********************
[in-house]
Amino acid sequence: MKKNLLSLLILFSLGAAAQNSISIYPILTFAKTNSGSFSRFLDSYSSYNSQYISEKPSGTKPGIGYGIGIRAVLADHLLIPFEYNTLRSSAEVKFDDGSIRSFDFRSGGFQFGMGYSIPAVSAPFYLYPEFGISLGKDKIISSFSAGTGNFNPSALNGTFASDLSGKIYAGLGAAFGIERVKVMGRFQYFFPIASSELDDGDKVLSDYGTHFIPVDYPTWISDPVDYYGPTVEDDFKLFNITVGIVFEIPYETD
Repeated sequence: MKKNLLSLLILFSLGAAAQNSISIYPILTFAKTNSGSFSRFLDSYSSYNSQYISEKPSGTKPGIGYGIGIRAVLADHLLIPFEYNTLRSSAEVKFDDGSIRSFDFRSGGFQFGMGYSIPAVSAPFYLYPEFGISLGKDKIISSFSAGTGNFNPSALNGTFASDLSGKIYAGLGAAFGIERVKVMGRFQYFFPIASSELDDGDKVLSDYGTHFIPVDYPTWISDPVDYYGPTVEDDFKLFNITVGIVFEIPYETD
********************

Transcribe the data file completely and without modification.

[in-house]
Amino acid sequence: MKKNLLSLLILFSLGAAAQNSISIYPILTFAKTNSGSFSRFLDSYSSYNSQYISEKPSGTKPGIGYGIGIRAVLADHLLIPFEYNTLRSSAEVKFDDGSIRSFDFRSGGFQFGMGYSIPAVSAPFYLYPEFGISLGKDKIISSFSAGTGNFNPSALNGTFASDLSGKIYAGLGAAFGIERVKVMGRFQYFFPIASSELDDGDKVLSDYGTHFIPVDYPTWISDPVDYYGPTVEDDFKLFNITVGIVFEIPYETD
Repeated sequence: MKKNLLSLLILFSLGAAAQNSISIYPILTFAKTNSGSFSRFLDSYSSYNSQYISEKPSGTKPGIGYGIGIRAVLADHLLIPFEYNTLRSSAEVKFDDGSIRSFDFRSGGFQFGMGYSIPAVSAPFYLYPEFGISLGKDKIISSFSAGTGNFNPSALNGTFASDLSGKIYAGLGAAFGIERVKVMGRFQYFFPIASSELDDGDKVLSDYGTHFIPVDYPTWISDPVDYYGPTVEDDFKLFNITVGIVFEIPYETD